We follow Youngest up north, arriving at my home town by train on Friday afternoon. The queue at the taxi rank snakes right across the elegant front of the station. Women in fascinators and too-tight dresses, exposed arms revealing tattoos as well as flesh, fat feet squeezed into too-high stilettos: it's the York races.
"There weren't queues like this when I was a girl," I say.
We stand and wait and listen. To short 'a's, to long alien 'eee' sounds, to 'the's' gone missing entirely and replaced with 't's'. "Eeee, it's a right long queue, in't it," I say to Middle One.
The taxi crawls through town and out again towards my parents' house. Tom Jones is coming, says the driver, they're expecting 40,000 at the race course tonight. Really? we say, and then we chat amongst ourselves: about the news, about politics, about Jeremy Corbyn. How old is he? I ask Middle One. "He's 66!" chips in the taxi driver. I'd forgotten how friendly taxi drivers are here.
For the whole of the weekend, at the end of the cul-de-sac on which my parents' house sits, cars idle in long queues into town, nose to nose, engines ticking over, obligingly moving to let us through whenever we emerge. I'd forgotten how courteous the drivers are here.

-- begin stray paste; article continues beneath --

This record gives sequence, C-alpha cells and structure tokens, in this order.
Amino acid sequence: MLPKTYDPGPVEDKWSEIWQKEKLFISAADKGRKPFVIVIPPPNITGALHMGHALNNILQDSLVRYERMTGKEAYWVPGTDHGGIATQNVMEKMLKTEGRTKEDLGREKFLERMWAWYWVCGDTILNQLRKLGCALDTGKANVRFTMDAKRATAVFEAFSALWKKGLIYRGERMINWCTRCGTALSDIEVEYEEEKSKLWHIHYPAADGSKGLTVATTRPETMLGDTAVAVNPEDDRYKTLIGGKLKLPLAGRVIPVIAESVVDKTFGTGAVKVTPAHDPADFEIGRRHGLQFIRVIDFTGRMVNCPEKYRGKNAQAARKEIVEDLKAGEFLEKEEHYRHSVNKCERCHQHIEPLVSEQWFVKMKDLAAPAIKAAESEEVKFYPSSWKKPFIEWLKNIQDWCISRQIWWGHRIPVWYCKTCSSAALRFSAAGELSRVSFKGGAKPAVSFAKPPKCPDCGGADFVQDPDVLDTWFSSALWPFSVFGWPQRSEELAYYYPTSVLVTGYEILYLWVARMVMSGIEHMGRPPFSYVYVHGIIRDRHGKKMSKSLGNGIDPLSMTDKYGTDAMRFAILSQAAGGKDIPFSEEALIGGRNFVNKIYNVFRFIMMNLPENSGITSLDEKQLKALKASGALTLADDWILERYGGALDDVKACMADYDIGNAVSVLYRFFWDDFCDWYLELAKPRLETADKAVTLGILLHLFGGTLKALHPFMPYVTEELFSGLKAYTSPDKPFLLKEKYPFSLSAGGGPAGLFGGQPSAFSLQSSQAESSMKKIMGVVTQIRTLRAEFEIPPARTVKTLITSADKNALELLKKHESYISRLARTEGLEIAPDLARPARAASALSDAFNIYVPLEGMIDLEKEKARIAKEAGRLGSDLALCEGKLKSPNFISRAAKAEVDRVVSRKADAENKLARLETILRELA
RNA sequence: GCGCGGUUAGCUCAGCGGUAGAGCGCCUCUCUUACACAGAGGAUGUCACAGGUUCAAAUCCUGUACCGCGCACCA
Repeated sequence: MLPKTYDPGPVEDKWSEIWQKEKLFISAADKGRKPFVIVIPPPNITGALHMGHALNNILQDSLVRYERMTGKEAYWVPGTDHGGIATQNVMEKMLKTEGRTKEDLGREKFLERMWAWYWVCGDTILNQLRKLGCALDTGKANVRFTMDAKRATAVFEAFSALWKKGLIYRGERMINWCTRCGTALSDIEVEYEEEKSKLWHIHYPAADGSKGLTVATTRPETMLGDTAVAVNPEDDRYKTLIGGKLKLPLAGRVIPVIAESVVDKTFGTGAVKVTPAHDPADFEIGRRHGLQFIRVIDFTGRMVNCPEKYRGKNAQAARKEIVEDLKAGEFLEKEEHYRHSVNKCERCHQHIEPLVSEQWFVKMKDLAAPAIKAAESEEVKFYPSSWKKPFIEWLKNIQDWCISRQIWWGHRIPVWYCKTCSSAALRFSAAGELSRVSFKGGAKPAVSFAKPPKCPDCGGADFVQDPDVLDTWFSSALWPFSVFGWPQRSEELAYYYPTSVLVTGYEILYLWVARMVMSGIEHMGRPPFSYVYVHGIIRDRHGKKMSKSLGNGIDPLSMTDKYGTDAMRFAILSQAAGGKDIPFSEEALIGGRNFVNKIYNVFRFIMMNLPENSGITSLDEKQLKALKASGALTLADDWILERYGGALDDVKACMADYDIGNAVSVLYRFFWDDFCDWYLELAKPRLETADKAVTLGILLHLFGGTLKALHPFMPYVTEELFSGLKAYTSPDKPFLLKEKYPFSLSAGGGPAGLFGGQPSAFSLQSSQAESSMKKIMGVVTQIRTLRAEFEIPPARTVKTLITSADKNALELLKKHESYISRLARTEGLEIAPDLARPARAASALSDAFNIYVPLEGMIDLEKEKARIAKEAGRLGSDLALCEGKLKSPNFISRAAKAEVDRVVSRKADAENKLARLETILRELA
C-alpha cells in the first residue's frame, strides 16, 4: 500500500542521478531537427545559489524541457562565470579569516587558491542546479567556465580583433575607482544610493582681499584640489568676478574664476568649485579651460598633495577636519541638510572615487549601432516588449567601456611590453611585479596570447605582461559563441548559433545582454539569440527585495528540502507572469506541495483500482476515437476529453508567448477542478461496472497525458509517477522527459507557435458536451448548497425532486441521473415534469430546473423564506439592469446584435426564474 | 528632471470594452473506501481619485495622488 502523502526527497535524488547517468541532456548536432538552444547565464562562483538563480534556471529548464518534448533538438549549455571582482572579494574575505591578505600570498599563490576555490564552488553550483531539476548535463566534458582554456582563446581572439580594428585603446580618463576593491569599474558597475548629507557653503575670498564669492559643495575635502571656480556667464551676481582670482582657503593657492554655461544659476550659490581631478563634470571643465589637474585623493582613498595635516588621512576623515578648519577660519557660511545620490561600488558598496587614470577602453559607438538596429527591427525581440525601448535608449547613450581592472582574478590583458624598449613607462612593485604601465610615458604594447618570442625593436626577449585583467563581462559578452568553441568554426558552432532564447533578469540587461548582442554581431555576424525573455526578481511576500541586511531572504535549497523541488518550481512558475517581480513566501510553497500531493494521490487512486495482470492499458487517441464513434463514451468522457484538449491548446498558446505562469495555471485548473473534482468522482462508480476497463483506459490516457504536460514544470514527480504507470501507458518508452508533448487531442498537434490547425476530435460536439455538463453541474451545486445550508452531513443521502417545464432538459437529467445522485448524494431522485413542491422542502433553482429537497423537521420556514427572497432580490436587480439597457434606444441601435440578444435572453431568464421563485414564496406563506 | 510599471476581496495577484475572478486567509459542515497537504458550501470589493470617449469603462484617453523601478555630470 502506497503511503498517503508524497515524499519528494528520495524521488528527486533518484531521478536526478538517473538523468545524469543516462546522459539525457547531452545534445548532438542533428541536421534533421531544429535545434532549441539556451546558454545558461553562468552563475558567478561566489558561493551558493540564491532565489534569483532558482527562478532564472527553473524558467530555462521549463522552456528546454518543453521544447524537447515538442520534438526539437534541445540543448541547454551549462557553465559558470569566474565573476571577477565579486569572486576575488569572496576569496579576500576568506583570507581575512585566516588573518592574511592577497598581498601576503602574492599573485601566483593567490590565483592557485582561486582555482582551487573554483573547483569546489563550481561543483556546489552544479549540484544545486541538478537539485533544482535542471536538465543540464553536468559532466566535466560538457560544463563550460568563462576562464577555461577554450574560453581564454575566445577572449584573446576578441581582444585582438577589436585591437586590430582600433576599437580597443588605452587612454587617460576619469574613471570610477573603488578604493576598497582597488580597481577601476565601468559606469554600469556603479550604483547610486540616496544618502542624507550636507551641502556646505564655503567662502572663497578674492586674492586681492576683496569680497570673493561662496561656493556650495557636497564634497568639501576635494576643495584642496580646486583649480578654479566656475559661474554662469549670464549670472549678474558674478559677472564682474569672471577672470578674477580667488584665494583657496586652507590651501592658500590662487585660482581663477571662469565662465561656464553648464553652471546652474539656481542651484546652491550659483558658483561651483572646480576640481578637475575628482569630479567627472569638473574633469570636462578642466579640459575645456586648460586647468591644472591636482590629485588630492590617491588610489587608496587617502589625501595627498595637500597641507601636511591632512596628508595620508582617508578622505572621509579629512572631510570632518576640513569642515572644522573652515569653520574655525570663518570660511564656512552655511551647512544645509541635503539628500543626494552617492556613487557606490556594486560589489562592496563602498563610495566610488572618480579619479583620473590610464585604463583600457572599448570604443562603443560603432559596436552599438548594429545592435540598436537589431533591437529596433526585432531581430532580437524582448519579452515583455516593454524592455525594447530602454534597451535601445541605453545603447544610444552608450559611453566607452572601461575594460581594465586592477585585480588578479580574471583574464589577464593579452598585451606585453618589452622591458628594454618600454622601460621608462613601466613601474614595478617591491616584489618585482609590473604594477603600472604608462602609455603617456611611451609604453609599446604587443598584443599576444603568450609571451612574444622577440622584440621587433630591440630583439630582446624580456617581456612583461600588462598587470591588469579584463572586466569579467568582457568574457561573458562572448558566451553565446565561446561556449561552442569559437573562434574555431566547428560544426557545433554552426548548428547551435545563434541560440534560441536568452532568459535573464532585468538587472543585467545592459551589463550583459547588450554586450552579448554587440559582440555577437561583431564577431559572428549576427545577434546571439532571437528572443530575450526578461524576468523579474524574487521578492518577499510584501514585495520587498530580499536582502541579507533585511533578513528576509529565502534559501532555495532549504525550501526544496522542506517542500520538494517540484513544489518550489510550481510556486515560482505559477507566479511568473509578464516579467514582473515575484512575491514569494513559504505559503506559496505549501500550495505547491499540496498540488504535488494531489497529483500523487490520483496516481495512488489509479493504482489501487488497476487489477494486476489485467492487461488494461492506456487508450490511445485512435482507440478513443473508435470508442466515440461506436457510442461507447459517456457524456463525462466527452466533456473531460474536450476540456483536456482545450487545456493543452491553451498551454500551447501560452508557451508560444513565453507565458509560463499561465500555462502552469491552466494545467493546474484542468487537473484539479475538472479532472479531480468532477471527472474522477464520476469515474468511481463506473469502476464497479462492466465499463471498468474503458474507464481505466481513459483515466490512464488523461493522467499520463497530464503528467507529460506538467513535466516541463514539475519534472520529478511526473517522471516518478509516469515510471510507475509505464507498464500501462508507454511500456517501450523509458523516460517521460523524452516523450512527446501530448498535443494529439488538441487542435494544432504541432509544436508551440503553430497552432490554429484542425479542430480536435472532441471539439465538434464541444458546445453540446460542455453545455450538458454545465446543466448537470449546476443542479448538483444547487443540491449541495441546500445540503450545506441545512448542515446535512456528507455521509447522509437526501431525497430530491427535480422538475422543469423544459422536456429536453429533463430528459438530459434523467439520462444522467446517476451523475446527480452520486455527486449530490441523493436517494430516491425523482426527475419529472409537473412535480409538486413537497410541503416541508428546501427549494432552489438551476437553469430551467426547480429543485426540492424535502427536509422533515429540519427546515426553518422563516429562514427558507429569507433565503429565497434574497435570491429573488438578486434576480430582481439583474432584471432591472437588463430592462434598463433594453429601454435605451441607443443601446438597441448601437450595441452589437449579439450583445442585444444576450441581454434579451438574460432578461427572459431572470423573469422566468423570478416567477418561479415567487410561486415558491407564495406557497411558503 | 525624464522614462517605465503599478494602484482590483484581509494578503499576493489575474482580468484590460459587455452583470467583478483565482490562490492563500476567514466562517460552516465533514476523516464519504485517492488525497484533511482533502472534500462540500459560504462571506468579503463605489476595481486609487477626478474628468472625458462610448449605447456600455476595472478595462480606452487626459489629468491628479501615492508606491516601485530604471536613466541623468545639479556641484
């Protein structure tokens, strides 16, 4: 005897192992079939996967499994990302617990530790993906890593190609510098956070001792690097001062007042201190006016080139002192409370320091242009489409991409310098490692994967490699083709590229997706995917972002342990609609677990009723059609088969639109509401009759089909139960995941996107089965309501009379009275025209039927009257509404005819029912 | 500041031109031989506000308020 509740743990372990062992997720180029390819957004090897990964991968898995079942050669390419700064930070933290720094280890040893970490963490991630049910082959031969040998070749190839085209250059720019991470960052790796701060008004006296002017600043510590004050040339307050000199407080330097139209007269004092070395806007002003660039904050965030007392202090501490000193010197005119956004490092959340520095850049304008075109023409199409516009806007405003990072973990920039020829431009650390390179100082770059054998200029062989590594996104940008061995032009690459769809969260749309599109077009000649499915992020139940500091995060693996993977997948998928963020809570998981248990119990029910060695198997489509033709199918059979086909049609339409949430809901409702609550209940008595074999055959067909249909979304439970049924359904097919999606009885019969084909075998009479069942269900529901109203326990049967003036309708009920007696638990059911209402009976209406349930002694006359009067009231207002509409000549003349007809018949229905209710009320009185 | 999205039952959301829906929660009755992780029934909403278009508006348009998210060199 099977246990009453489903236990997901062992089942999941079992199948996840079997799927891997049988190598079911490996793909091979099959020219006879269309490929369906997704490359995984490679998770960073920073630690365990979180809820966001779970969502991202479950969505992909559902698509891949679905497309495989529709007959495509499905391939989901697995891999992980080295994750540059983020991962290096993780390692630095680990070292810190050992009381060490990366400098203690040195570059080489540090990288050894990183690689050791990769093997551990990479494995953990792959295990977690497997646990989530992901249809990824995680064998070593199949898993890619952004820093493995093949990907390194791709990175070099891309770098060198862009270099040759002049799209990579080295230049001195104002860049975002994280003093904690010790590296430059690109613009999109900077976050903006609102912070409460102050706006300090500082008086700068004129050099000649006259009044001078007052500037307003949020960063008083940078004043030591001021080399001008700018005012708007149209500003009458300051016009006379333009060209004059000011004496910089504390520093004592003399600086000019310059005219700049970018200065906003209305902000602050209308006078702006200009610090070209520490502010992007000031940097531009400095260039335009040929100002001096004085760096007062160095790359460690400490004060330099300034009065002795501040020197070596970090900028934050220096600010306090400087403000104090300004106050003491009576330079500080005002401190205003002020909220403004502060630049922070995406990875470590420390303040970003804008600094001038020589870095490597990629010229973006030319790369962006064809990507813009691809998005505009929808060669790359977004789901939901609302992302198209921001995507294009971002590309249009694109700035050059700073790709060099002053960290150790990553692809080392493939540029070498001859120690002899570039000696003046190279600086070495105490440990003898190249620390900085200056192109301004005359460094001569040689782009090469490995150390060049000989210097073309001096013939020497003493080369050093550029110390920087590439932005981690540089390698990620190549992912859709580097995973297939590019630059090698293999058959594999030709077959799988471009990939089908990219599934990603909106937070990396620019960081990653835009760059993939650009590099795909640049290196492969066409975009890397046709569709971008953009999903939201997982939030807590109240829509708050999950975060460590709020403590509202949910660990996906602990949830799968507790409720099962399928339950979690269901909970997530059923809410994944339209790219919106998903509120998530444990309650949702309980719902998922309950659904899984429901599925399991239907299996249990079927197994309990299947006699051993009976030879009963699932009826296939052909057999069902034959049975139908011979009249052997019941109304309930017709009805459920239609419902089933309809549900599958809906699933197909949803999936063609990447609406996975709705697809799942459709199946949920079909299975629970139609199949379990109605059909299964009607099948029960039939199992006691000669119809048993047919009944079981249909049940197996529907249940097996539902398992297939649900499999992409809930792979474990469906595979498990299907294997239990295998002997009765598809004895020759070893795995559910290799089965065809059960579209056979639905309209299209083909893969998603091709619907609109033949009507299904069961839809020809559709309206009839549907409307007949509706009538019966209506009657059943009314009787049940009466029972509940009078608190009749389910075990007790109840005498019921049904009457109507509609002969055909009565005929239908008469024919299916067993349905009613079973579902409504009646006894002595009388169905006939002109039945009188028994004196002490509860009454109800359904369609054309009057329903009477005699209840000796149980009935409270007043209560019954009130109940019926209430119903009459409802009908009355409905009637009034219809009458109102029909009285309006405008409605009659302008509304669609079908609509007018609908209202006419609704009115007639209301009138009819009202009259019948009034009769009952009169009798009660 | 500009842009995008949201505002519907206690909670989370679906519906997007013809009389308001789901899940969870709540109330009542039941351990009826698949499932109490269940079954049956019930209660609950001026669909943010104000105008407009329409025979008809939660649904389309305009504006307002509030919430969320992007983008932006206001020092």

"There was never traffic like this when I was a girl," I say to Husband.
On Sunday my father and the boys drive to the community orchard, the one my father helps to run. Husband and I walk there, along
the river. "Himalayan Balsam," I remember my father saying, the last time we were here, "look how it's invaded the landscape, taken over everywhere," and it has.
"There wasn't all this Himalayan Balsam here when I was a girl," I say to Husband.
There's no one at all by the river, and I'd forgotten how lovely it is, except for the hum of the cars on the bypass, a hum which never ends.
"There wasn't a hum like that from the bypass when I was a girl either," I say to Husband.
A mile or so later we reach the orchard, where my father and the boys are moving cut grass. Husband pitches in, quite literally, while I sit reading under a tree.
There's no one else in the orchard. Just fruit trees, wildlife, flowers, but all around are cars, rows and rows of cars, parked for the shops here. 'Designer Outlets' it's called. Most of the people stepping just a few short feet from vehicle to shop, have no idea there's an orchard nearby, a little oasis of calm.
"There wasn't this enormous car park here when I was a girl," I say to the boys, as we criss-cross the tarmac, on a mission to buy some lunch. "It was a maternity hospital, and fields. I was born here."
We walk through Designer Outlets. It's packed. People everywhere. Shopping, buying, eating, talking, calling out to one another. But mostly shopping.
"There weren't all these people here when I was a girl," I say, to anyone who will listen. But they can't hear me over the racket.
Love E x
P.S. Eldest returns from the Far East tonight!